Cinnamon:

Cinnamon is native to Sri Lanka.  They make great quality spice.  Its harvested in the rainy season because the moisture makes the bark peel off more easily.  The Ancient Egyptians used the spice in the embalming process, believe it or not.  Cinnamon is a sweet exotic scent that is very delightful.

Uses and Benefits:

Cinnamon is an astringent and a stimulant. It helps in sour stomach.  It is also helpful in lowering blood sugar levels in those managing diabetes. While vitamins are much to be desired, cinnamon does contain a large amount of antioxidants. Helps to reduce signs of aging. Used to treat eczema and sooth dry skin.  They say cinnamon is an old English flu preventative before the onset of the flu. It can also be useful in rheumatic arthritis and sore joints. Aha!



Easy remedies:

Add five drops of true cinnamon oil to a tablespoon of water and drink several times a day immediately after exposure to influenza.  Some people may be sensitive to the cinnamon oil.  Steep cinnamon bark in boiling water for 15 minutes for a good nausea tonic.

Contraindications:  May irritate skin if allergic or not diluted.

Ginger (Root):

Ginger has a history as a spice.  Its origins may lie in India. Fresh ginger is popular in stir-frys and curry dishes. The largest markets for ginger are in the Middle-East and the US.

Uses and Benefits:

Nausea, morning sickness, rheumatoid arthritis, muscle soreness, blood circulation, colds (expectorant).    The oil of ginger in body mixes is very useful as it is skin toning and helps with blemishes and stimulates hair growth.  It helps with loosening mucous in the throat and bronchial tubes. Ginger helps eliminate nausea and settles the tummy.  Needing to increase poor circulation? Ginger can help. Rub ginger  diluted in oil to warm fingers and toes.



Easy Remedies:

Use the juice of ginger and a little honey for a sore throat.  Needing to increase poor circulation? Ginger can help. Rub ginger diluted in oil to warm fingers and toes. Got sore muscle and joints?  Mix a few drops of ginger oil, cinnamon oil, clove oil and several teaspoons of olive oil and rub those extremities to pure relief!

Contraindications:

Do not take ginger drops undiluted.  May cause stomach upset in high doses.

Cloves:

Clove is native to the Moluccas.  The clove tree is evergreen and can grow thirty to forty feet.  The leaves feel very leathery in texture.  Clove has a strong aromatic flavor and is very pungent in smell.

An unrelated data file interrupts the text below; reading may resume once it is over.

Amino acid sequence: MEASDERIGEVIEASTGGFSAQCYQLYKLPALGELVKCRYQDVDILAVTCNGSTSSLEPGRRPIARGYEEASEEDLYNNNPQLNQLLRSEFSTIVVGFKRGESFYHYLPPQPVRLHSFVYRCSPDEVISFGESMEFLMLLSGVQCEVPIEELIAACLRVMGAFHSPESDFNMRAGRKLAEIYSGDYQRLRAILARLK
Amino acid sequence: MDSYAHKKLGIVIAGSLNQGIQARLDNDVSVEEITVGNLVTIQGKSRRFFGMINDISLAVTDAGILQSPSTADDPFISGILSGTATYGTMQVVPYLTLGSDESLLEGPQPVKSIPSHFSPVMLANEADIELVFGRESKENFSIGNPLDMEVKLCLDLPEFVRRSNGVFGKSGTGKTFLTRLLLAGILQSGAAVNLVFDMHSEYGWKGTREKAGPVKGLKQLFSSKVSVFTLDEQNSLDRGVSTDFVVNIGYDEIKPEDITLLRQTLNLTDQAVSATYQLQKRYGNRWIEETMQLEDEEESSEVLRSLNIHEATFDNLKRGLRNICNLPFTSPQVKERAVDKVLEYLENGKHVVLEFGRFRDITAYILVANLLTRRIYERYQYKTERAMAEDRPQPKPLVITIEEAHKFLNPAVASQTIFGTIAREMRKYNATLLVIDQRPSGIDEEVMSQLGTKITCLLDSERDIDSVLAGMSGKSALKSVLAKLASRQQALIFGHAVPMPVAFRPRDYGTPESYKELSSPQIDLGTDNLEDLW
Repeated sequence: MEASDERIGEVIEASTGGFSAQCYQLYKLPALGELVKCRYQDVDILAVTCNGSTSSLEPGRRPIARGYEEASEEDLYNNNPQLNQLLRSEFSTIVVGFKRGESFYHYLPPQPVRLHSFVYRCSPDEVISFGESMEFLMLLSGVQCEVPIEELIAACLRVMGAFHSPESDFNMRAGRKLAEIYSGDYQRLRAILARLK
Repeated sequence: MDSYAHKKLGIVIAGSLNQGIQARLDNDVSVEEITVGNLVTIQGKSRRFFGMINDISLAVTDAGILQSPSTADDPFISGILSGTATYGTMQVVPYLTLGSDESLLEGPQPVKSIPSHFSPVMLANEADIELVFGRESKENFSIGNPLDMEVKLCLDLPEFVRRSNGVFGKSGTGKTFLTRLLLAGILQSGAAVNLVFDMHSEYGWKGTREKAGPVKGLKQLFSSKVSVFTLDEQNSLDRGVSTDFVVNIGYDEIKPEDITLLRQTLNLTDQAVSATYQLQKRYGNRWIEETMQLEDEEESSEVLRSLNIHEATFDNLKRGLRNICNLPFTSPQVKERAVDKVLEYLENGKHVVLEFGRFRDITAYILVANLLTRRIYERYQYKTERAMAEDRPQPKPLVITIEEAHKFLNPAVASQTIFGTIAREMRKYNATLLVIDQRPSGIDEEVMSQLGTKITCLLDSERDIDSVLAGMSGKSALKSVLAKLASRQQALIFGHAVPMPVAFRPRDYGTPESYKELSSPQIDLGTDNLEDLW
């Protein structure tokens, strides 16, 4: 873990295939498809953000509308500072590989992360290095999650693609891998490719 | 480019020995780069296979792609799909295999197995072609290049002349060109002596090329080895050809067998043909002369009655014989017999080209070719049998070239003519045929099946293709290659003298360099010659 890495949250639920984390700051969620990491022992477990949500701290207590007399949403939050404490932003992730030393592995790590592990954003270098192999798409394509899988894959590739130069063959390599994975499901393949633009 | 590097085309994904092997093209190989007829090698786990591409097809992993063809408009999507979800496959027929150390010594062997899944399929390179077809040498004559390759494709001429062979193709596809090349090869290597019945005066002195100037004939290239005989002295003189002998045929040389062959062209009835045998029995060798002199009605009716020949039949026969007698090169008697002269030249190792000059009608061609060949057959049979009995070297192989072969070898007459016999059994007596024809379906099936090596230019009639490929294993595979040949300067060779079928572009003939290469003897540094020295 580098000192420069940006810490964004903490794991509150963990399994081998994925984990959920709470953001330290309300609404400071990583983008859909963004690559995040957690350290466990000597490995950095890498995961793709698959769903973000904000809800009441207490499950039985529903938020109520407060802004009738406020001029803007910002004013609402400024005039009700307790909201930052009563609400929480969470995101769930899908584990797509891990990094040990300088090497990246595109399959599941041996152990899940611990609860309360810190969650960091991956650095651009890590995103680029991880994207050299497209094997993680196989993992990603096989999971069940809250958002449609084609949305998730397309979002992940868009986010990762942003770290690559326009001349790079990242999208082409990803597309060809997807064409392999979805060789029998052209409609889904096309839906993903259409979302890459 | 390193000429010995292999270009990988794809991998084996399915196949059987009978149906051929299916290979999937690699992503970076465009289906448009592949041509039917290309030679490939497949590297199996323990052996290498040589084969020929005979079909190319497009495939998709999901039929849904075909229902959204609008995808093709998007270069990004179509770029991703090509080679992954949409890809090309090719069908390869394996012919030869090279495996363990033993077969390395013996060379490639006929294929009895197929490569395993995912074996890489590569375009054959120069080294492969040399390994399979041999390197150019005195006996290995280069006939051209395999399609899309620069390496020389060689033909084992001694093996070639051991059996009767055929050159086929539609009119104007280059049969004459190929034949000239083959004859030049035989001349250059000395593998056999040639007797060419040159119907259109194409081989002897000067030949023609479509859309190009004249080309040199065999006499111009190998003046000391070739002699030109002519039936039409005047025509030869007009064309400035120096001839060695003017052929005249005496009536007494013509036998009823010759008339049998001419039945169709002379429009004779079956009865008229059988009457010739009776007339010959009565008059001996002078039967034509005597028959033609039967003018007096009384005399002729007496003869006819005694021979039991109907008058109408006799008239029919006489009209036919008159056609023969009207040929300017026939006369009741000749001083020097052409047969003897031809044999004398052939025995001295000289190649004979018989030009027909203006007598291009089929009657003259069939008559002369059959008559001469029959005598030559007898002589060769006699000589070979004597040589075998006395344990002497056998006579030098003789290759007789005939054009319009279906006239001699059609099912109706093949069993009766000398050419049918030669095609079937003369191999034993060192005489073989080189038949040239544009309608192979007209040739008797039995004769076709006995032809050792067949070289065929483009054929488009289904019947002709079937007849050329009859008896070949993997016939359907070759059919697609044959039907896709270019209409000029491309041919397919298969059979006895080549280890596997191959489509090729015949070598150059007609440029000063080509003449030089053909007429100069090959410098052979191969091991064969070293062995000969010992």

Uses and Benefits:

Nausea, morning sickness, rheumatoid arthritis, muscle soreness and cramps, blood circulation, colds, as a remedy or toothaches. Ouch! Clove oil is good for spasms and pain due to its anesthetic effect. The oils also stimulate and disinfect as it travels through the body.



Easy remedies:

Apply one to 2 drops of clove oil on aching toothe. A teaspoon of clove powder may be prepared as a tea for nausea and dizziness. Makes a mild sedative.  Digestion of food is improved with clove.  Clove also increases the flow of saliva. It has been known as an aromatic insect repellent.

 

Contraindications: Unknown

Licorice (Roots): 

Licorice is well known for its use in sweets, particularly British sweets. It is native to Middle Eastern  and South-east Europe. The root is bright yellow and smells sweet.

Uses and Benefits:

Peptic ulcers, indigestion, heartburn, cough, bronchitis. Good for eczema. Its often used in strong unpalatable medicines.  Good relief for symptoms of hypoglycemia. Licorice is used in DGL to protect the stomach lining.



Easy Remedies: 

Simmer licorice sticks for a gentle tea to stimulate the kidneys and bowels. DGL- Deglycyrrhizinated Licorice is typically used to treat stomach ulcers as it protects the stomach lining, giving it a chance to heal. You can buy it in pill or chewable forms.

Contraindications:

Liver disorders, diabetes, low potassium levels, pregnancy and lactation.

Peppermint:

Peppermint has a pleasant flavor and is a favorite in teas throughout the world. It is widely cultivated in gardens, and used commercially as an essential oil. Parts used: leaves and stems.

Benefits and Uses: